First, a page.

Even the famously single Carrie Bradshaw, who had an affinity for Jimmy Choo’s shoes on the TV show Sex and the City, never saw this coming.
It’s been merger mania among titans in the handbag and shoe industry all summer, as a trio of high-profile deals will alter the industry.
First, Coach — known for luxury handbags and accessories — announced June 23 it was teaming up with Kate Spade, also known for luxury handbags.
Then, on July 25, Michael Kors, famous for handbags and watches, among other items, sealed the deal with Jimmy Choo, famous for luxury shoes and accessories.
On Aug. 2, it was the Canadian shoe maven Aldo’s turn to unveil its partnership with Vince Camuto and its line of designer shoes, handbags, and clothing.
Retail analysts say the pairings make a lot of sense and are strategic. Michael Kors and Coach, for instance, have closed hundreds of stores and are working to pull their merchandise from failing department stores.
“With all the retail Armageddon rhetoric, it is clear that the landscape has changed, and retailers and brands will need to evaluate how best to survive the carnage,” said analyst Simeon Siegel of Nomura Securities International Inc. in New York. “One such way could be to pool resources,” especially to save costs.
Others say the recent deals are part of the wave of consolidations as the retail industry “right-sizes” itself with the closings of brick-and-mortar stores and the rise of e-commerce.
“In the Amazon world, the big grow bigger,” Siegel said. “It is understandable that companies are fighting to become `big.’ ”
While there are risks, like higher debt for the buyers, “there is also a benefit of having a diversified portfolio of brands [just as in stocks], and a period of weakness for one can be potentially subsidized by strength at the other,” Siegel said. At the same time, many retail consolidations “have failed under the burden of the heavy debt load” needed to fund the deals.
Still, Ken Perkins of Retail Metrics said that given the pressures of changing consumer spending habits and the general lack of discretionary income from health care, housing, and student loan costs, retail managements have no choice but to look for solutions to stem the tide of sluggish growth.
Mergers “can in some cases create synergies and lower costs due to increased scale,” Perkins said. “Merger ideas are often peddled by investment banks to company managements as a means to grow and boost share prices.”
Kate Spade, for example, put itself up for sale by most reports in late 2016 even though it had posted double-digit comparable sales growth in 2015, and a 9.3 percent growth in 2016. An activist investor reportedly urged the company to sell itself as handbag and accessories sales were slipping in 2016 and looked to have continued that trend in 2017.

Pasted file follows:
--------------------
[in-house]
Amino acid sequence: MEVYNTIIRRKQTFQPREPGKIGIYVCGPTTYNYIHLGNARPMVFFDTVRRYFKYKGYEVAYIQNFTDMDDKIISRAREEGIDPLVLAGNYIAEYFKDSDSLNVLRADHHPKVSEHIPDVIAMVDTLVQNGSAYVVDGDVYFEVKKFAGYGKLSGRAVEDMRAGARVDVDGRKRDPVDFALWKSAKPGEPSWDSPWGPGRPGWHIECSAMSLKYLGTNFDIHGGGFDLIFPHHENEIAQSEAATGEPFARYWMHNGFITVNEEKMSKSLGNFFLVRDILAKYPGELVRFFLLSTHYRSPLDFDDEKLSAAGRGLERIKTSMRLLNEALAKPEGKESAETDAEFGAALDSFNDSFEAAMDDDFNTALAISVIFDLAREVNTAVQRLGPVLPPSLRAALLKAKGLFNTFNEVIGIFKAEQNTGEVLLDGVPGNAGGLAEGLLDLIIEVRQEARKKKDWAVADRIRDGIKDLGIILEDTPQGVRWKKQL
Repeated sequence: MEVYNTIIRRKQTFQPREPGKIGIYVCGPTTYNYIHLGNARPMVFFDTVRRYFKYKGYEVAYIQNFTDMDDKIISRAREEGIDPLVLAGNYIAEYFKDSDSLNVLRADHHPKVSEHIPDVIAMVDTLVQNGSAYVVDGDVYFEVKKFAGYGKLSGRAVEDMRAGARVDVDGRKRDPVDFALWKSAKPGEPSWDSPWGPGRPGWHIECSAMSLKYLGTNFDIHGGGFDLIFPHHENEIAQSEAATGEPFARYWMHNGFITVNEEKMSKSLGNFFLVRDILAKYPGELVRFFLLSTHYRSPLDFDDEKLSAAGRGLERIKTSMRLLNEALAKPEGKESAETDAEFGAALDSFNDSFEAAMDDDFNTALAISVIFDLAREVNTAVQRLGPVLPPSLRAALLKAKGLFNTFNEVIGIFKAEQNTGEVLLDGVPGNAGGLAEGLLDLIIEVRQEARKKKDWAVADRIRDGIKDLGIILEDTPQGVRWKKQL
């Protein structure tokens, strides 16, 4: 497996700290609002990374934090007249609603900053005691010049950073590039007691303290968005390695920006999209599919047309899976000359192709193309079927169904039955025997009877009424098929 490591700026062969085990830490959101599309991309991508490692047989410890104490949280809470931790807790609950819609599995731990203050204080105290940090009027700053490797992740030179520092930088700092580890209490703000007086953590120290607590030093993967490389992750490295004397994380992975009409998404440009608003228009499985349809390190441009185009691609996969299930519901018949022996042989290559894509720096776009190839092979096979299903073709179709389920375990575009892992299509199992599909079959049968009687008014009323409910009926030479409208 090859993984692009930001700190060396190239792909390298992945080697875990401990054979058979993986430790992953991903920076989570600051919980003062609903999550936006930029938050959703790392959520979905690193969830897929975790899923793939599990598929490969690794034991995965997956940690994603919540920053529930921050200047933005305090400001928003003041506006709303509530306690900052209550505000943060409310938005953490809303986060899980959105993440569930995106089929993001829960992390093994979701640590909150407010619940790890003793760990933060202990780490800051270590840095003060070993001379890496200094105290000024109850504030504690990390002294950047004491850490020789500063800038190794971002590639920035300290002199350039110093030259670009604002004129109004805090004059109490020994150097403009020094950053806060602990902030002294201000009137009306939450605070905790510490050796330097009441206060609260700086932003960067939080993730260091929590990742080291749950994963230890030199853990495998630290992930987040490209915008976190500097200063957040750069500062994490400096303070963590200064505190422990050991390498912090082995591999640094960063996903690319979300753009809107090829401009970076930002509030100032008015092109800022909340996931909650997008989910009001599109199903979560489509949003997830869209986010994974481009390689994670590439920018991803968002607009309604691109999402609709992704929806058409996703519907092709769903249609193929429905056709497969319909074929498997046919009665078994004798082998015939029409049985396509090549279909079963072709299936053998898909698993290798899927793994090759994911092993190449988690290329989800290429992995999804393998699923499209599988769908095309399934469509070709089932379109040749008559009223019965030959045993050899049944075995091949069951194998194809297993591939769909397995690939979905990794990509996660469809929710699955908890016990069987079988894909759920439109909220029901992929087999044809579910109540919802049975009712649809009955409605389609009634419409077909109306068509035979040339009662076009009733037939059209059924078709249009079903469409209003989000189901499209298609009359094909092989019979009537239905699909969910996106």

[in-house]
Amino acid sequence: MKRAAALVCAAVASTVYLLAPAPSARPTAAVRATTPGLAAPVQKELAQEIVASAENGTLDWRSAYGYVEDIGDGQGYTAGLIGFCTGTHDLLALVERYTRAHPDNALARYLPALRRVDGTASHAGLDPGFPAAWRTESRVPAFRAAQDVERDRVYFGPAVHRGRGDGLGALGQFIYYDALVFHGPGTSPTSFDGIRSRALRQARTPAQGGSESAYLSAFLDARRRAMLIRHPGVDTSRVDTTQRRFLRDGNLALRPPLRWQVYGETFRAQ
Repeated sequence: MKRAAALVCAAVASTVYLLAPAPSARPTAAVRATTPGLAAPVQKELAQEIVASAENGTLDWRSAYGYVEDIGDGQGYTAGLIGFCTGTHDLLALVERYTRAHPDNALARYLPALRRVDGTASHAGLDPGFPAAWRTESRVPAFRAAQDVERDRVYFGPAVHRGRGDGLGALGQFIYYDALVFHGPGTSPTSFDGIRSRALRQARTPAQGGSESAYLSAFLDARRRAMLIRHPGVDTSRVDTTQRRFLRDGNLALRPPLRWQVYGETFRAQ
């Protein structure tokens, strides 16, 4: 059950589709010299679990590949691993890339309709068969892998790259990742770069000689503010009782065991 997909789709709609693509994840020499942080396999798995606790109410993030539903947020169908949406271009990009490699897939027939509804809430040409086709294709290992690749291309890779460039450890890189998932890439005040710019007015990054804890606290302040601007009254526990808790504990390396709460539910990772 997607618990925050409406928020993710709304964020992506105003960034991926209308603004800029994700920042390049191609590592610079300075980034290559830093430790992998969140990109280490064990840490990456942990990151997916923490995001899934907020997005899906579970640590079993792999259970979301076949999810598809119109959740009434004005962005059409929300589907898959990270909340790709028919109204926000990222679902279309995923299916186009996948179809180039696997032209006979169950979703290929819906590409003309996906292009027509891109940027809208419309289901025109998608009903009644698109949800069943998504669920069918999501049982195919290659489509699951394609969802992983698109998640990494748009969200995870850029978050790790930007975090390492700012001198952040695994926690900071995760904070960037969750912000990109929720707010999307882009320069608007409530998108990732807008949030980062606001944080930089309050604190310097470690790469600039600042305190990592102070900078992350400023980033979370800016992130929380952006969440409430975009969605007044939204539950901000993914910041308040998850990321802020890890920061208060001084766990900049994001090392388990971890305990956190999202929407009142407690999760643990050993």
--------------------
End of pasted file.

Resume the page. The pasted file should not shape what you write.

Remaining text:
Retail mergers “can drive down sourcing costs,” Perkins said. “With the number of bankruptcies and store closures wreaking havoc on the retail landscape this year, size and scale have become an even bigger consideration.”
Consumers could see lower prices on some products, say analysts, but they will also have fewer channels and designs to choose from in the short run.
Howard Davidowitz, chairman of Davidowitz & Associates Inc. in New York, who counsels national retailers, said the three recent deals may have gotten their cue from Coach’s buying the women’s super-luxury shoe company Stuart Weitzman two years ago.
“That was the beginning because [Weitzman’s] shoes are as expensive as Jimmy Choo’s,” he said. “Stuart was in markets different from Coach’s. Businesses with a lot of money — such as Michael Kors, which generates over $1 billion in annual cash — want to move their businesses in a positive direction. Shoes go with accessories. These acquisitions make sense because the merchandise goes together.”
Another case in point: Aldo, which serves a more middle-of-the-road shopper, can now piggyback off Vince Camuto’s luxury clients.
Industry observers say Jimmy Choo and Kate Spade are solidly profitable and each now has a new partner. So “it’s a win-win,” Davidowitz said.
Tamara Solano, 19, of Levittown, a die-hard Michael Kors fan who buys only his handbags, said she’s all for partnering with Jimmy Choo.
“Jimmy Choo is definitely too expensive for me” at the moment, she said while walking through Oxford Valley Mall last weekend. “But I would look if they are in Michael Kors stores.”
Same with Chaz Klein, 26, of South Philly, who loves Aldo merchandise but has never bought the Vince Camuto brand.
“They’re too pricey for me,” Klein said during his lunch break Friday while perusing the Aldo next door to Michael Kors on the 1700 block of Walnut Street in Center City. “Aldo is reasonably priced but cool. I just hope Aldo’s prices don’t go up” after the merger.